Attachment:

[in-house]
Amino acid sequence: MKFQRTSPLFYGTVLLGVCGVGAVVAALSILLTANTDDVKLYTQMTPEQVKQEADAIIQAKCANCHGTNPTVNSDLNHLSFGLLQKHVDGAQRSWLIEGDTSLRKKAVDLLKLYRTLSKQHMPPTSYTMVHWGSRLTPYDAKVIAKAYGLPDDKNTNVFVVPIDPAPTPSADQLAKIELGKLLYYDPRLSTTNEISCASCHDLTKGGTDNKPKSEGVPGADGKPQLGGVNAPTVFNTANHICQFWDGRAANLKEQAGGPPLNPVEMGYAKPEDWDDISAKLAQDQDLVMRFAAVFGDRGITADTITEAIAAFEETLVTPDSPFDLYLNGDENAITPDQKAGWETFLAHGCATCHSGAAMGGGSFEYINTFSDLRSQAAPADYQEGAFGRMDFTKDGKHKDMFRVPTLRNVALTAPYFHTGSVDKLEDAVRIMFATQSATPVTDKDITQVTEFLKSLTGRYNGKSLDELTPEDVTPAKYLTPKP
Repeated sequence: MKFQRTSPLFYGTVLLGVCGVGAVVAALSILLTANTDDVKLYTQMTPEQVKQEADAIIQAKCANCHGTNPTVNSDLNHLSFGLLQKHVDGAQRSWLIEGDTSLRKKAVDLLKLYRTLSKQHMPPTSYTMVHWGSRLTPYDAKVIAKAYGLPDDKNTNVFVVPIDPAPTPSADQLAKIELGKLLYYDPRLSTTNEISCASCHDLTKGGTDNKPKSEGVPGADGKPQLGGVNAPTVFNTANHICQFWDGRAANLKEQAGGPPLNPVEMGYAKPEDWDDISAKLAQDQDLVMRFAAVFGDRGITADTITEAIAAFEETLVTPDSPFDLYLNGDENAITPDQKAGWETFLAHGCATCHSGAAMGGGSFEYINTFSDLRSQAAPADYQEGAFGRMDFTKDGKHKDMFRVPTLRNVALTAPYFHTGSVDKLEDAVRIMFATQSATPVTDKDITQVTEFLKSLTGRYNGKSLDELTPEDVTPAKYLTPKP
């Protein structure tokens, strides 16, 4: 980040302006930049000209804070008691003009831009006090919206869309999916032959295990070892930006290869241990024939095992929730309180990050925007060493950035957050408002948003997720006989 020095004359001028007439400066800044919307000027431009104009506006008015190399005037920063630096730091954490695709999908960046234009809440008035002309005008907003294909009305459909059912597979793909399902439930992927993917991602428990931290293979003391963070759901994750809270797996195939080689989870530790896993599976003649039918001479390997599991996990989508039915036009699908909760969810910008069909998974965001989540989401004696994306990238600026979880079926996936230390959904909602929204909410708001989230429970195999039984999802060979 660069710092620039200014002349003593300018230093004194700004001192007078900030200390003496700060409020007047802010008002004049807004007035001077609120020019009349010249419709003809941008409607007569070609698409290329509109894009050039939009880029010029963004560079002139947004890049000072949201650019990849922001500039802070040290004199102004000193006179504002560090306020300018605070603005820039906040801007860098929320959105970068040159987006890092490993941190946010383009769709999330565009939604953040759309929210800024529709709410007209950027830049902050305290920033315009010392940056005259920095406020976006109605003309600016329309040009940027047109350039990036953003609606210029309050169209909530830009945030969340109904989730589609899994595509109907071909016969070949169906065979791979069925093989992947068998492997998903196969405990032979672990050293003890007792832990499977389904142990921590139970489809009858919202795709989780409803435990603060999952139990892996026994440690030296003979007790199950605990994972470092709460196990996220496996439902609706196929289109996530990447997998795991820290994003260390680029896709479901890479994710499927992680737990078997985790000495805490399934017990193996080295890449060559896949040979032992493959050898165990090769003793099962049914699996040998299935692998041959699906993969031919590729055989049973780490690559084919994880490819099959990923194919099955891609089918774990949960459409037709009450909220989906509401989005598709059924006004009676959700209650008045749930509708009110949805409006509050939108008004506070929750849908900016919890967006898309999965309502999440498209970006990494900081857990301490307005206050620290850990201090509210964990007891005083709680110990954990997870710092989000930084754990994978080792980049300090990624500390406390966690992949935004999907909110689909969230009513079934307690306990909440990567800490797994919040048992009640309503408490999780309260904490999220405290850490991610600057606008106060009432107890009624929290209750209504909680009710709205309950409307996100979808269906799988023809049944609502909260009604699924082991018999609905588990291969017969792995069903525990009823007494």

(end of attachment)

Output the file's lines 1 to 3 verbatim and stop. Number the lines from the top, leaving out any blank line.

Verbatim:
[in-house]
Amino acid sequence: MKFQRTSPLFYGTVLLGVCGVGAVVAALSILLTANTDDVKLYTQMTPEQVKQEADAIIQAKCANCHGTNPTVNSDLNHLSFGLLQKHVDGAQRSWLIEGDTSLRKKAVDLLKLYRTLSKQHMPPTSYTMVHWGSRLTPYDAKVIAKAYGLPDDKNTNVFVVPIDPAPTPSADQLAKIELGKLLYYDPRLSTTNEISCASCHDLTKGGTDNKPKSEGVPGADGKPQLGGVNAPTVFNTANHICQFWDGRAANLKEQAGGPPLNPVEMGYAKPEDWDDISAKLAQDQDLVMRFAAVFGDRGITADTITEAIAAFEETLVTPDSPFDLYLNGDENAITPDQKAGWETFLAHGCATCHSGAAMGGGSFEYINTFSDLRSQAAPADYQEGAFGRMDFTKDGKHKDMFRVPTLRNVALTAPYFHTGSVDKLEDAVRIMFATQSATPVTDKDITQVTEFLKSLTGRYNGKSLDELTPEDVTPAKYLTPKP
Repeated sequence: MKFQRTSPLFYGTVLLGVCGVGAVVAALSILLTANTDDVKLYTQMTPEQVKQEADAIIQAKCANCHGTNPTVNSDLNHLSFGLLQKHVDGAQRSWLIEGDTSLRKKAVDLLKLYRTLSKQHMPPTSYTMVHWGSRLTPYDAKVIAKAYGLPDDKNTNVFVVPIDPAPTPSADQLAKIELGKLLYYDPRLSTTNEISCASCHDLTKGGTDNKPKSEGVPGADGKPQLGGVNAPTVFNTANHICQFWDGRAANLKEQAGGPPLNPVEMGYAKPEDWDDISAKLAQDQDLVMRFAAVFGDRGITADTITEAIAAFEETLVTPDSPFDLYLNGDENAITPDQKAGWETFLAHGCATCHSGAAMGGGSFEYINTFSDLRSQAAPADYQEGAFGRMDFTKDGKHKDMFRVPTLRNVALTAPYFHTGSVDKLEDAVRIMFATQSATPVTDKDITQVTEFLKSLTGRYNGKSLDELTPEDVTPAKYLTPKP